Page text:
As governors start to allow businesses to reopen, they’re under pressure to clarify whether people can refuse a job offer and stay on unemployment if they’re afraid of catching the coronavirus at work.
States generally cut residents from their unemployment insurance rolls if they turn down a job offer that matches their skill set and work history. But the coronavirus pandemic has raised new questions about whether it’s safe for people — particularly older, sicker people — to return to work, and what employers must do to keep workers safe.
“We’re kind of in uncharted territory here,” said Rachael Kohl, director of the Workers’ Rights Clinic at the University of Michigan Law School. She noted that there’s not yet any case law on unemployment benefits and COVID-19.
As confusion swirls, worker advocates are urging state officials to spell out policies and legal aid groups are gearing up to defend workers in court.
Some state labor departments, such as Missouri’s and Iowa’s, have announced that workers will lose unemployment benefits if they refuse a job, except in certain circumstances set by Congress in March when it approved emergency unemployment aid. Under that law, people can refuse to return to work if they are ill with the coronavirus, caring for a family member ill with the virus or unable to find child care because of the virus.
Many state labor departments also are telling employers that they must report workers who turn down job offers.
Fear of getting sick isn’t a sufficient reason for someone to refuse to work, the U.S. Department of Labor has said, and states such as Georgia have reiterated.
But some lawmakers argue that at this stage of the pandemic, the danger of infection remains so high that fear of getting sick should be a valid reason for anyone to stay on unemployment. No governor has gone that far, though some are allowing people to stay on unemployment if they have a health condition that makes them vulnerable to a serious infection and have been offered an unsafe job.
Colorado Gov. Jared Polis, a Democrat, told state regulators in April to make sure that people over age 65, people who have certain chronic diseases and other vulnerable people won’t be forced off unemployment if they turn down a job that’s likely to put their health at risk.
The Colorado Department of Labor and Employment last week issued emergency rules for determining whether a person refused a suitable offer of work or quit because of hazardous conditions during the coronavirus pandemic. Regulators must consider the person’s vulnerability to the coronavirus, their health and safety risk in returning to work or remaining on the job, and the normal level of risk in the industry before the pandemic.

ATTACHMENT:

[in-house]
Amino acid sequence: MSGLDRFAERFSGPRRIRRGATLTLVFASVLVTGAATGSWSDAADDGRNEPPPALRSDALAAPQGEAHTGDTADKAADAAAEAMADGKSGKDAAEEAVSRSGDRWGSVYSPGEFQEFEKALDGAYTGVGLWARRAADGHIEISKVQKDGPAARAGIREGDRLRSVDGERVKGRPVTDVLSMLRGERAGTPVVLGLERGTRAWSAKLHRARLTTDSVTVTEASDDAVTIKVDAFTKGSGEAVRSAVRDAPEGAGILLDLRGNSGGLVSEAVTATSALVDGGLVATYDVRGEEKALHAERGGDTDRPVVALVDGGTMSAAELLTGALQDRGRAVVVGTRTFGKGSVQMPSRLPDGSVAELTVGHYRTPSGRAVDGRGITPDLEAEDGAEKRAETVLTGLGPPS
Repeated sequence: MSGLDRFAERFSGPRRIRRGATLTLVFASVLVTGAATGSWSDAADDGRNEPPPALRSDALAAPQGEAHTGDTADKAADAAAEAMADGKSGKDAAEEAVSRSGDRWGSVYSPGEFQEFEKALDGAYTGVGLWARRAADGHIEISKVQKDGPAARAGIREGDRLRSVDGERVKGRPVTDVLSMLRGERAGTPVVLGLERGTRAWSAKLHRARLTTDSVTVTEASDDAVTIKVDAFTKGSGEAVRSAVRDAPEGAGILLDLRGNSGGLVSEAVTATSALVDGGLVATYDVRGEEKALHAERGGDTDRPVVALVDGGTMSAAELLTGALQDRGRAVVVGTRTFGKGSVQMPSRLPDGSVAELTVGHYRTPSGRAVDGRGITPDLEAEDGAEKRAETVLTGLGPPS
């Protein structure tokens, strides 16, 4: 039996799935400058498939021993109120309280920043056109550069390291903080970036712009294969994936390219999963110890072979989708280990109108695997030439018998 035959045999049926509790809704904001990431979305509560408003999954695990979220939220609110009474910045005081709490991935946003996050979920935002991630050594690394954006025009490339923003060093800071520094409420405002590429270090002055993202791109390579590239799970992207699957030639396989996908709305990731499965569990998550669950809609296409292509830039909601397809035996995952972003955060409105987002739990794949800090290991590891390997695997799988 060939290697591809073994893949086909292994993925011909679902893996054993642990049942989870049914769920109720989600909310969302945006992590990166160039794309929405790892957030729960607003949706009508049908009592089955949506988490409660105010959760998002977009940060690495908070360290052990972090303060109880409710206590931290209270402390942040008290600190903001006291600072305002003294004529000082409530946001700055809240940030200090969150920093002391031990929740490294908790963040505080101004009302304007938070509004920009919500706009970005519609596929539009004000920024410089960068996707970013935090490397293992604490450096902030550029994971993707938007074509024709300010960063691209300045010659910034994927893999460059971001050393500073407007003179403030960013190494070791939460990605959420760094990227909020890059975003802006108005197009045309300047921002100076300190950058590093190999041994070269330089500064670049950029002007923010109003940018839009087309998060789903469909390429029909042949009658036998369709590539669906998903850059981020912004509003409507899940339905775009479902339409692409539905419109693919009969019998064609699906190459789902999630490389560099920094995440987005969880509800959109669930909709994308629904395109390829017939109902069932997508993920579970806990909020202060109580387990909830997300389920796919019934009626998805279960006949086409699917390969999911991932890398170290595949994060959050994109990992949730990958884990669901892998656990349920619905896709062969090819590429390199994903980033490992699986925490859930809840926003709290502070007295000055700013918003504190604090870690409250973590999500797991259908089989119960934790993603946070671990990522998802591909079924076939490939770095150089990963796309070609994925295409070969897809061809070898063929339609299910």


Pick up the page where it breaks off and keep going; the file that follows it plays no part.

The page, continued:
More states likely will follow Colorado’s lead, said Gary Burtless, a senior fellow in Economic Studies at the Brookings Institution, a Washington, D.C., think tank.
“If you have legitimate fear that you are going to a job that is unhealthy, puts you at risk, puts your family at risk of getting sick with a possibly fatal infectious disease — I think a lot of states are going to accept that that’s a legitimate reason for not going back,” he said.
Texas Gov. Greg Abbott, a Republican, took a step in that direction last week, announcing that workers 65 or older and people living with an elderly household member will not be kicked off unemployment if they refuse a job offer.
Workers who have been diagnosed with the new coronavirus, have a family member ill with the virus, are in quarantine after exposure to the virus or have no access to child care also will be excused, he said. The Texas Workforce Commission will review other situations case by case.
“This flexibility in the unemployment benefit process will help ensure that Texans with certain health and safety concerns will not be penalized for choosing not to return to work,” Abbott said in a statement.
Some worker advocates say Abbott’s announcement doesn’t go far enough.
There are still outstanding concerns around people who are immunocompromised or are at higher risk because of a health condition, and around workplaces not providing enough safety protections, said Jonathan Lewis, senior economic opportunity policy analyst at the Center for Public Policy Priorities, an Austin-based nonprofit, in an email to Stateline.
Lewis’s group and 13 other unions and worker-friendly organizations sent the Texas Workforce Commission a letter last week asking it to clarify what jobs are suitable and what reasons workers can give for quitting a job.
Nationwide, workers have some protections in place under existing state and federal law. Although people generally must be out of work involuntarily to qualify for unemployment benefits, they also can qualify after quitting an unsafe job, Kohl said. To do so, they need to document their health and safety concerns and prove that they talked to their employer but couldn’t agree on a reasonable solution.
What workers can’t do — but some business owners and state officials fear they’ll try to do — is turn down a job merely because they’d prefer to receive unemployment benefits.
Congress has approved an additional $600 weekly benefit for workers through the end of July, which means many low-paid workers will make more money on unemployment than they would on the job. People who earn the federal minimum wage of $7.25 an hour, for instance, earn $290 in a typical 40-hour workweek.
The U.S. Department of Labor says that workers who turn down a job will lose some federal benefits, except in the limited circumstances set by Congress, such as when the worker is ill with the coronavirus.